A plaque remaining from the Big Apple Night Club at West 135th Street and Seventh Avenue in Harlem.

Above, a 1934 plaque from the Big Apple Night Club at West 135th Street and Seventh Avenue in Harlem. Discarded as trash in 2006.

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Entry from March 26, 2013
Mythical National Championship (MNC)

College football’s season ends with a series of bowl games, but there is no playoff system. A national champion is declared by the sportswriters, but not through a championship tournament. The term “mythical national champion” has been cited since at least November 1920 and “mythical national championship” since at least November 1923.

“MNC (mythical national championship)” was cited in print in September 1986.


Wikipedia: Mythical national championship
A mythical national championship (sometimes abbreviated MNC) is national championship recognition that is not explicitly competitive. This is often invoked in reference to American college football because the NCAA does not sponsor a playoff-style tournament or recognize official national champions for the Football Bowl Subdivision. The relevant recognition comes from various entities, including coach polls and media ballots, which have attempted to recognize their own national champions.

College football
“Mythical national champion” is a term used since at least 1921 for a championship won by a NCAA Division I football team, especially for titles won before the current Bowl Championship Series (BCS) system began in 1998. Before the BCS, polls in which coaches and/or sportwriters voted, such as the AP, UPI, and USA Today polls, awarded championships. This led to seasons in which two or even more teams could claim to have won a national championship.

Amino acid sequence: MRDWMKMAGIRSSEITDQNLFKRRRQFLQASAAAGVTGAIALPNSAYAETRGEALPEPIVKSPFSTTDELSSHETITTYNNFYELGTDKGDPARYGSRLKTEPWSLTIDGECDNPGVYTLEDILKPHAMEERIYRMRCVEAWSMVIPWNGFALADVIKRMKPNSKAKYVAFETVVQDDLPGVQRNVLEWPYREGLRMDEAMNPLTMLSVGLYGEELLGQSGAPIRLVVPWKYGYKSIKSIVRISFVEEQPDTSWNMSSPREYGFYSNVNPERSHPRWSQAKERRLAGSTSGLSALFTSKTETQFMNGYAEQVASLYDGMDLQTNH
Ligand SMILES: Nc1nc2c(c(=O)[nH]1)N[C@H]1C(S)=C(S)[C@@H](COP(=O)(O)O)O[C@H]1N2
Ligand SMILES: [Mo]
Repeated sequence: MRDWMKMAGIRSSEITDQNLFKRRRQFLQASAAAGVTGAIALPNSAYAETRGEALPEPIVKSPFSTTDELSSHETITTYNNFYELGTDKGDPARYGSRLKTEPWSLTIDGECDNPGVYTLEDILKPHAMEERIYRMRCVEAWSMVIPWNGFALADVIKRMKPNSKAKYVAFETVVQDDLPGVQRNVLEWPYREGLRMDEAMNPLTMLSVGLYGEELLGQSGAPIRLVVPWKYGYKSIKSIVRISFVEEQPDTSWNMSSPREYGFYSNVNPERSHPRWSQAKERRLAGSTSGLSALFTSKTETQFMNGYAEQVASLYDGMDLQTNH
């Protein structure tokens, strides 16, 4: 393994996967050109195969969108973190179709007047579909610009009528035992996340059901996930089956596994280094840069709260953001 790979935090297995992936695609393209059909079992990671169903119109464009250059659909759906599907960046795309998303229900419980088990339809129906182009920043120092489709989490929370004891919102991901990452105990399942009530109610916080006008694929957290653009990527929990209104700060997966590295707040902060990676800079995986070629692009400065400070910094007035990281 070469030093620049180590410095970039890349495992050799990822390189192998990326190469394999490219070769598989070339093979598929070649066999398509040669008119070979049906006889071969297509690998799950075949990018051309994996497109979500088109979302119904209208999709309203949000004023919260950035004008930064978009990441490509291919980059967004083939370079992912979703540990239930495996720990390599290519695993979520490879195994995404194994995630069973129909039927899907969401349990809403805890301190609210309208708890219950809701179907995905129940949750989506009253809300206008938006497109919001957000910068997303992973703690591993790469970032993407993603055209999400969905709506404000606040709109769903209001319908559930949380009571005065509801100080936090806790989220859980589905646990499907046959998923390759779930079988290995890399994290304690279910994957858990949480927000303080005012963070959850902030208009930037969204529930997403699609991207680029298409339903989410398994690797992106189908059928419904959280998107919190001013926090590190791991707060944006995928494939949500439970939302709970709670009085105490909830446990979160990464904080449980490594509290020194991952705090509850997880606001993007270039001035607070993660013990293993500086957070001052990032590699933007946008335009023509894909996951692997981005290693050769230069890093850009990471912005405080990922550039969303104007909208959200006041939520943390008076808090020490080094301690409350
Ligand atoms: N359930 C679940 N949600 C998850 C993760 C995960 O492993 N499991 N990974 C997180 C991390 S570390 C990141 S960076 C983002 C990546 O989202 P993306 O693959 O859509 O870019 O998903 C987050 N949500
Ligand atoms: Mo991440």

30 November 1920, Baltimore (MD) American, “Looking Backward at Past Grid Season,” pg. 5, col. 4:
Not even a mythical national champion can be established or claimed.

Chronicling America
10 October 1921, New York (NY) Tribune, “Navy’s Eleven And Syracuse In Title Chase: Two Teams Take Place in Battle for Championship After Fine Showing” by Ray McCarthy, pg. 9, col. 4:
Two teams took their places well up in the line of the aspirants for the mythical football championship on Saturday.

12 November 1923, The Evening Repository (Canton, OH), “Yale-Princeton Big Battle On Eastern Card Saturday"(AP), pg. 11, col. 4:
It is likely that this contest will furnish argument as to the mythical national championship.

26 September 1986, Providence (RI) Journal, “TV/Radio Sports: CBS hopes to bowl them over early‎” by Sean McAdam, pg. B-11:
Before October even rolls around, Miami and Oklahoma may be playing for the MNC (mythical national championship) and CBS has the good fortune to televise it.

OCLC WorldCat record
“Acclaim is received through sports writers” : regionalism and college football’s “mythical” national championship in 1938 and 1939
Author: David Charles Turpie
Dissertation: Thesis (M.A.)--University of Memphis, 2004.
Edition/Format: Thesis/dissertation : Thesis/dissertation : Manuscript Archival Material : English

Urban Dictionary
MNC
Mythical National Champion - It refers to the fact that College Football needs a playoff system and until that happens, there will be no real “Champion”, just a “Mythical National Champion”.
(...)
by ChrisDeacs Dec 7, 2006

Grantland
The Devil’s Dictionary of Sportswriting
From ‘adviser’ to ‘winner’

By Bryan Curtis on March 6, 2013
(...)
M.N.C. (slang) — college football’s “Mythical National Championship” — these days, the BCS title.

Posted by Barry Popik
New York CitySports/Games • Tuesday, March 26, 2013 • Permalink